Friday, July 5, 2013

Isaac and the Sunflowers--Part 2

Roadside Kansas Sunflower
 
Having shared the information about commercially grown sunflowers and their history in last week's blog, I must admit the fact that most farmers, like Isaac, regard the common sunflower as a weed.  Although the sunflower is the state flower of Kansas, and visitors admire the golden blossoms growing along roadsides, the plants are a nuisance in corn, wheat, and soybean fields, having the potential to reduce crop yields.
 
Since its introduction to the Old World, the popularity of the sunflower has spread.  Germans make a popular bread called Sonnenblumenkernbrot (literally, sunflower whole seed bread) by combining the seeds with rye flour.  During the 18th century the popularity of sunflower oil expanded in Russia because it was one of the few oils allowed by the Russian Orthodox Church during Lent.  Using data compiled by Monfreda, C.N. Ramankutty, and J.A. Foley from 2000 production figures, the University of Minnesota Institute on the Environment compiled the map below showing how far the production of sunflowers has spread across the world, far beyond its native American roots.  Indicative of its popularity and importance, the sunflower is the national flower of Ukraine.
 
The sunflower is a popular symbol.  In the late 1800s, during Isaac's lifetime, the sunflower was used as the symbol of the Aesthetic Movement.  Artists and writers of the Aesthetic style believed that art should be appreciated for itself, without any association with morality, sentimentality, or usefulness.  The purpose of art was beauty, not utility.  Perhaps the best known among its practitioners are Oscar Wilde, A.C. Swinburne, James McNeill Whistler, and Dante Gabriel Rossetti.  When Oscar Wilde made his American tour during Isaac's lifetime, he was often lampooned by cartoonists who drew Wilde wearing a sunflower as a boutonniere or carry a sunflower as a bouquet.
 
The flower is also a common symbol for green ideology, as well as for the Vegan Society.  It was chosen as the symbol of the Spiritualist Church because "Spiritualism turns toward the light of truth" and the sunflower turns toward the sun.  Spiritualism has its origins in the mid-1800s and while the societies and churches vary in their practices and beliefs, in general they are described as believing that when humans die it is the physical life that ends, but the personality or mind survives on a spirit plane.  Mediumship is the method through which spiritualists seek to reach these spirits.  As for their choice of the sunflower as their symbol because it follows the sun, science offers a less spiritual explanation.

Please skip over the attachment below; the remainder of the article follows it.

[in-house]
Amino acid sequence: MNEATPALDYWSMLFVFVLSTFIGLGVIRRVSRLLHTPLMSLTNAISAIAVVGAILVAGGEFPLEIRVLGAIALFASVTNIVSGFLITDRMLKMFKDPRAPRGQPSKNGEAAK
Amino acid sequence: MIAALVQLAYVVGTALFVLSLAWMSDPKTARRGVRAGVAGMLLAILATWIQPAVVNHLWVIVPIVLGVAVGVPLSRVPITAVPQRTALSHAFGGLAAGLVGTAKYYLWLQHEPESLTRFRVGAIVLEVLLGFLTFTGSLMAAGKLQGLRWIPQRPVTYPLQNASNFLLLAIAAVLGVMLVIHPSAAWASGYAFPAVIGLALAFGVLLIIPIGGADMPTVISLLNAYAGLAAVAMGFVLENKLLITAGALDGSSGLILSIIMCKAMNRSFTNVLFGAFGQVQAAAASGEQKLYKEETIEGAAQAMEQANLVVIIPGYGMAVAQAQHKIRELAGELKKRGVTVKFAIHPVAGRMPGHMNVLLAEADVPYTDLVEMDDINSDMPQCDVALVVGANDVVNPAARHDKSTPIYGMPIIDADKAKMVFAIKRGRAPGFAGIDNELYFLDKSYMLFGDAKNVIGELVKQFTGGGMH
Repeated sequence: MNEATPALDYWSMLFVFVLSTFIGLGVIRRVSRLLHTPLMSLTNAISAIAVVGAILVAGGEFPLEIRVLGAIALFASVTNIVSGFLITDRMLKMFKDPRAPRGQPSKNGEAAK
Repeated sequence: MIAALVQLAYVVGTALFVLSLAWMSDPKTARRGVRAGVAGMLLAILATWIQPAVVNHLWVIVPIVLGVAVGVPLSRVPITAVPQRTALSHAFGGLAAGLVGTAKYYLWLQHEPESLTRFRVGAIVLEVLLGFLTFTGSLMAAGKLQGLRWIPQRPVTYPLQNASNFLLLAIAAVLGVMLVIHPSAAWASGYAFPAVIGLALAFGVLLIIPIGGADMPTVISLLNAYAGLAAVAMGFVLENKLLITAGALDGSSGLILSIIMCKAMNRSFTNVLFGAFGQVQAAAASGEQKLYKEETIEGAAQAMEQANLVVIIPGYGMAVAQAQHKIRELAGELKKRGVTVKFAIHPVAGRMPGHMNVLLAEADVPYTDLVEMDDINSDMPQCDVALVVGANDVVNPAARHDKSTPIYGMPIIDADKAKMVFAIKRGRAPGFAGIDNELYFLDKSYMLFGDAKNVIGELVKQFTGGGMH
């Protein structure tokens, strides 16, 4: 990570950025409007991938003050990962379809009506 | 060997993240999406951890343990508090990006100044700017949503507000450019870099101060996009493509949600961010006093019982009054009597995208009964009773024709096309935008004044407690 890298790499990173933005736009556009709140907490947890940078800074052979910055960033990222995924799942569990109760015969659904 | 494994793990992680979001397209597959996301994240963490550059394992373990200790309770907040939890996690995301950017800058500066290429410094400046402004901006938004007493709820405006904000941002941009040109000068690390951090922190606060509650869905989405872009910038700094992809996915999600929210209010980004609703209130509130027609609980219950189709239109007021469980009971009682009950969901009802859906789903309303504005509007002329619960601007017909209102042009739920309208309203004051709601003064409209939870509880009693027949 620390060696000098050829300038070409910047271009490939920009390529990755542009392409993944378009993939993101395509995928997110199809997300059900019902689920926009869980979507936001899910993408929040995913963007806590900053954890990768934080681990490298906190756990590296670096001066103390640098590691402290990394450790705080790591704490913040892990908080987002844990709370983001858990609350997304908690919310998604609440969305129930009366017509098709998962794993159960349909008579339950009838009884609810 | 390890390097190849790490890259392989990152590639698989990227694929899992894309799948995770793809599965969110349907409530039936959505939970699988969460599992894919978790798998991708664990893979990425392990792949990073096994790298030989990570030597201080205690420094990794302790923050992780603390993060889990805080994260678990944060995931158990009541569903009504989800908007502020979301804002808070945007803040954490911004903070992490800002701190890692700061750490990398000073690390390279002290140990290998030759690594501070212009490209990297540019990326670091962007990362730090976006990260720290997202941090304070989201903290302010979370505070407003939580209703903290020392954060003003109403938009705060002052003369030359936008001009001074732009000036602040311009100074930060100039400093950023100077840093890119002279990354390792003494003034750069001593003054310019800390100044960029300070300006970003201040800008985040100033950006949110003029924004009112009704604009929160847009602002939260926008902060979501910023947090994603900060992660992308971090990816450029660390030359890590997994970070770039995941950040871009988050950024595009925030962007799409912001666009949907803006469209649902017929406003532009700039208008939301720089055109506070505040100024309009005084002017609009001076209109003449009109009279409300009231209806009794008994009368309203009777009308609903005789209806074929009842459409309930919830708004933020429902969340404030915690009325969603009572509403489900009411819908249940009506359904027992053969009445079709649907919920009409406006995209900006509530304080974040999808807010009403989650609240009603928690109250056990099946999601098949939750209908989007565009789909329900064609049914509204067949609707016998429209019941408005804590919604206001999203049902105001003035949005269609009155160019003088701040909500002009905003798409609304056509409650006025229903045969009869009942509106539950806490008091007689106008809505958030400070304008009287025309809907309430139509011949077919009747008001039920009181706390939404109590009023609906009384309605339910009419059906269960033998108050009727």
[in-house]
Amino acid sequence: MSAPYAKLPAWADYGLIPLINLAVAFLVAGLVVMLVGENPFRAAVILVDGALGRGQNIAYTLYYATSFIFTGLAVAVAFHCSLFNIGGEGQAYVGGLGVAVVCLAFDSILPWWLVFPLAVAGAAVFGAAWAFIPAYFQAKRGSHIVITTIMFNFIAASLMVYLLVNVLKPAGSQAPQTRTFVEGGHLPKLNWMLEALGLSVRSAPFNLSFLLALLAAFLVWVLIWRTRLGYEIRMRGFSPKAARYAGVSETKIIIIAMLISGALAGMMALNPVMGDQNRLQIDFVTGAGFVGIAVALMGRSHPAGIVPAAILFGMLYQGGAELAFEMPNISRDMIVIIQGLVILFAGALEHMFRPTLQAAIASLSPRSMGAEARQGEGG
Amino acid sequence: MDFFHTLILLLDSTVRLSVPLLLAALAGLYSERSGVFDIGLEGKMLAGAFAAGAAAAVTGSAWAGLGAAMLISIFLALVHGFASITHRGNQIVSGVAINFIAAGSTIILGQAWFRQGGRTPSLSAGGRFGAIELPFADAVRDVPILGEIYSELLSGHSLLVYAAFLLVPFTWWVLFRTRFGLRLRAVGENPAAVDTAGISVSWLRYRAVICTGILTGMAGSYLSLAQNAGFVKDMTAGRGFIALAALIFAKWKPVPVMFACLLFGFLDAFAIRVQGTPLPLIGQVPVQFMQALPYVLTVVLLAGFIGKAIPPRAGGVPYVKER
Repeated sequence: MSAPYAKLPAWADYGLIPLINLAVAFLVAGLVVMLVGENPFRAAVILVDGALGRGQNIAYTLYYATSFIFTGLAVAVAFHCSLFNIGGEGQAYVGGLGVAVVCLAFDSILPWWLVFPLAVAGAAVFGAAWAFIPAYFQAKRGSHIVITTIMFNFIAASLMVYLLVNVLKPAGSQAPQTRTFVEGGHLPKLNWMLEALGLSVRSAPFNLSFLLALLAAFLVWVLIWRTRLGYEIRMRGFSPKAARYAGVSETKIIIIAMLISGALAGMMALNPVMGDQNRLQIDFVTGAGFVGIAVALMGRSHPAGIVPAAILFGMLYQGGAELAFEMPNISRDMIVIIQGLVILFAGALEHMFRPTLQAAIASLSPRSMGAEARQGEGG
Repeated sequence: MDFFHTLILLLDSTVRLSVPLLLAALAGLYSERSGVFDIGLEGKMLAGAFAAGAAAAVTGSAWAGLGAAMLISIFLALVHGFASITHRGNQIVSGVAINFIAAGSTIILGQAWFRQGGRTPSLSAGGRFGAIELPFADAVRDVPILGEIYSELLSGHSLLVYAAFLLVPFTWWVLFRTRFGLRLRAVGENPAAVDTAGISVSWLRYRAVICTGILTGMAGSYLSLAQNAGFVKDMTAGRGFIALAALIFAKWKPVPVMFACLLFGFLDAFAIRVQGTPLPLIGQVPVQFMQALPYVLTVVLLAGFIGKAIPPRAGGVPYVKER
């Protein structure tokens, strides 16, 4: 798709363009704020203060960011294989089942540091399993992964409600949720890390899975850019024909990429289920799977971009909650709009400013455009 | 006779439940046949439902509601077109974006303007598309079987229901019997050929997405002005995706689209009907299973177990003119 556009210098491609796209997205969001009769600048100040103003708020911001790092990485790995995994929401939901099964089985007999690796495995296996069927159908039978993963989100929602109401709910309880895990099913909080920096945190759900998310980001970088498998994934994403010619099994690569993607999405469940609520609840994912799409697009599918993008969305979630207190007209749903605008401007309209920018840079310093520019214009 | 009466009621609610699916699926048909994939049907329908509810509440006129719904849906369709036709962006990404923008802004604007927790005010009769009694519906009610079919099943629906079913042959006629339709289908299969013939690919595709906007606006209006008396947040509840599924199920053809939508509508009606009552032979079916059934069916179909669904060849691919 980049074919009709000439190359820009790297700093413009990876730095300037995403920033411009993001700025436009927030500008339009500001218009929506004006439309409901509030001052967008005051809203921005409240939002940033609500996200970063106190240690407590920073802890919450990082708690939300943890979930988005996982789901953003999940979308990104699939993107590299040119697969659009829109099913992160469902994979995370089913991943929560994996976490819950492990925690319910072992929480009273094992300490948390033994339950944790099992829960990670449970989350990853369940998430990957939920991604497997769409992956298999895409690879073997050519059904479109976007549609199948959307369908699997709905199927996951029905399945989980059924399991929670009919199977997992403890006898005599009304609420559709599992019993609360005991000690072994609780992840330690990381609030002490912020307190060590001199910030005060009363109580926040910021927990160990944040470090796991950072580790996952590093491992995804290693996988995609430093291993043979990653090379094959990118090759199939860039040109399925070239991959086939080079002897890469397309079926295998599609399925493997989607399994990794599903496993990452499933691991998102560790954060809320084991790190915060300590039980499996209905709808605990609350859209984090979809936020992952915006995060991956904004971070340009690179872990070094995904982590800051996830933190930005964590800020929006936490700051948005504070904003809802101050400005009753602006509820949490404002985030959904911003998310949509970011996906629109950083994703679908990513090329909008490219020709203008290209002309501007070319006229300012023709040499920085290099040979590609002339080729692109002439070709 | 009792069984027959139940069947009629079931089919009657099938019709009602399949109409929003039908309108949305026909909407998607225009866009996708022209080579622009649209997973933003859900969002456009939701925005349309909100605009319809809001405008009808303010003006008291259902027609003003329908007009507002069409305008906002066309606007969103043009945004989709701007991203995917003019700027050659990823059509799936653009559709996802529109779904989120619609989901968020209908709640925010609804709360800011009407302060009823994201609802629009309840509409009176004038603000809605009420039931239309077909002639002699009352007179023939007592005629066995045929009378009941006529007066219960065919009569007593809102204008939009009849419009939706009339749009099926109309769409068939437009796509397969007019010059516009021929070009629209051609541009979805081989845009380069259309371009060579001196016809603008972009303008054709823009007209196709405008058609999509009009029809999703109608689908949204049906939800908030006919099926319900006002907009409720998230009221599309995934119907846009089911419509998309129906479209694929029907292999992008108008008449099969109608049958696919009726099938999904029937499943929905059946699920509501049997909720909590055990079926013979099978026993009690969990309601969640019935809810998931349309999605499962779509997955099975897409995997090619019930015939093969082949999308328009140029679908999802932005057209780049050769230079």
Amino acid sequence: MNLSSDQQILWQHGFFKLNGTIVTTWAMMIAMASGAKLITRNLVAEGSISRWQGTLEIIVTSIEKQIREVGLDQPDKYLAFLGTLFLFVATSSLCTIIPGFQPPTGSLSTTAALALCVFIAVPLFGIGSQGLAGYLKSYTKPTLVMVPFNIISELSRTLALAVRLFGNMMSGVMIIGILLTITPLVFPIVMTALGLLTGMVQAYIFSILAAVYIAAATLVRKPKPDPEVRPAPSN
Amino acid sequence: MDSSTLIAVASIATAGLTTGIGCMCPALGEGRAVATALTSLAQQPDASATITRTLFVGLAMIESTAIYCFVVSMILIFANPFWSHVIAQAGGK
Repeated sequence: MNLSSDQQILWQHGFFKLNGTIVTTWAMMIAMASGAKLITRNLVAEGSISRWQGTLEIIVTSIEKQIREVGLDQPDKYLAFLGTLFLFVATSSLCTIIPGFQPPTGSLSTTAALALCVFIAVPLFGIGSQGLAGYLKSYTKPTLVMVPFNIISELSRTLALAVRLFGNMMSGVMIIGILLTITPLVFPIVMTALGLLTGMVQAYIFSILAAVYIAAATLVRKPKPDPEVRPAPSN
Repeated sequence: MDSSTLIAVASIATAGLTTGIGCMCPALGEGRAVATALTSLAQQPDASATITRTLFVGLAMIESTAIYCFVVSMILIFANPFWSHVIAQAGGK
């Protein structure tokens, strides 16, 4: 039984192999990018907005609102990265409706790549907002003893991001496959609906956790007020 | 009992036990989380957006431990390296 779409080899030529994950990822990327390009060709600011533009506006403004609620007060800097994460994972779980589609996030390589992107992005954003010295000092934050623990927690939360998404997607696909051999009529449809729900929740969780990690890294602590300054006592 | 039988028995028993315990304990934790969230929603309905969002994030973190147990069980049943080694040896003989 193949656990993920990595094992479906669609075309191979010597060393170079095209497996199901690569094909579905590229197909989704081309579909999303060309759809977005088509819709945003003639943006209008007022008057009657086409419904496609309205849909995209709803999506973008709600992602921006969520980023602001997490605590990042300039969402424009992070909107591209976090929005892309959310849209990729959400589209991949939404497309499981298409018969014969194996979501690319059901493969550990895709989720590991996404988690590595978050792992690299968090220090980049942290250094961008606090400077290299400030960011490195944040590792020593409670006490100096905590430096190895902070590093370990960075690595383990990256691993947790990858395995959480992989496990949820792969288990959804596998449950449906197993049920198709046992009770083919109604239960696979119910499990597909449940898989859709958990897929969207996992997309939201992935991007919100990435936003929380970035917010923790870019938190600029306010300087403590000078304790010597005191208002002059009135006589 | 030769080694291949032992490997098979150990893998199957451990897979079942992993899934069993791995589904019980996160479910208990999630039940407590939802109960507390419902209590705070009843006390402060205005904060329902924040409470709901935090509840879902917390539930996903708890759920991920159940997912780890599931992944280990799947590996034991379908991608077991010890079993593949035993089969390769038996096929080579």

Worldwide sunflower production


 
 

 
Scientists have concluded that the alignment of sunflowers is the result of heliotropism, and their movement is a circadian rhythm, synchronized by the sun.  Tests have shown that turning the sunflower 180 degrees will cause it to turn away from the sun until resynchronization by the sun over the period of a few days realigns the movement.  Whether one accepts the Spiritual or the Scientific explanation, seeing a large field of sunflowers identically aligned to face the sun is an awesome sight. 
 
One summer we had three urban, non-farming couples visiting our farm, and we hosted a supper on the lawn, inviting several of our farming neighbors.  As I worked that afternoon getting things ready for the meal, my city guests asked if I had containers they could use for wild flower bouquets for the table.  I gathered some interesting antique containers to use as vases, and they went in search of wild flowers.  That evening the tables looked lovely with the old dishes and tins holding the charmingly arranged flowers.  As the meal concluded and we lingered around the long table to visit, one of the farmers leaned back in his chair and studied the floral arrangements.  "You know, those weeds are kinda pretty," he said.
 
I cannot help but wonder if one evening after chopping sandburs and sunflowers with his hoe in the hot prairie sun all afternoon, Isaac didn't reach down and pick up a few of the slaughtered blossoms to take back to his house and put in a vase to decorate his kitchen table that evening.


3 comments:

The Blog Fodder said...

Very interesting and informative. Great post.
One man's weed is another's flower (One man's Mede is another's Persian). We certainly go through the sunflower oil in cooking (Tanya says canola oil "tastes like diesel fuel") and there are acres and acres of them around us, just hardly any as decorative flowers by houses.

Talya Tate Boerner said...

There are some beautiful sunflower fields in Texas right now too! Great post.

Charla said...

Cool!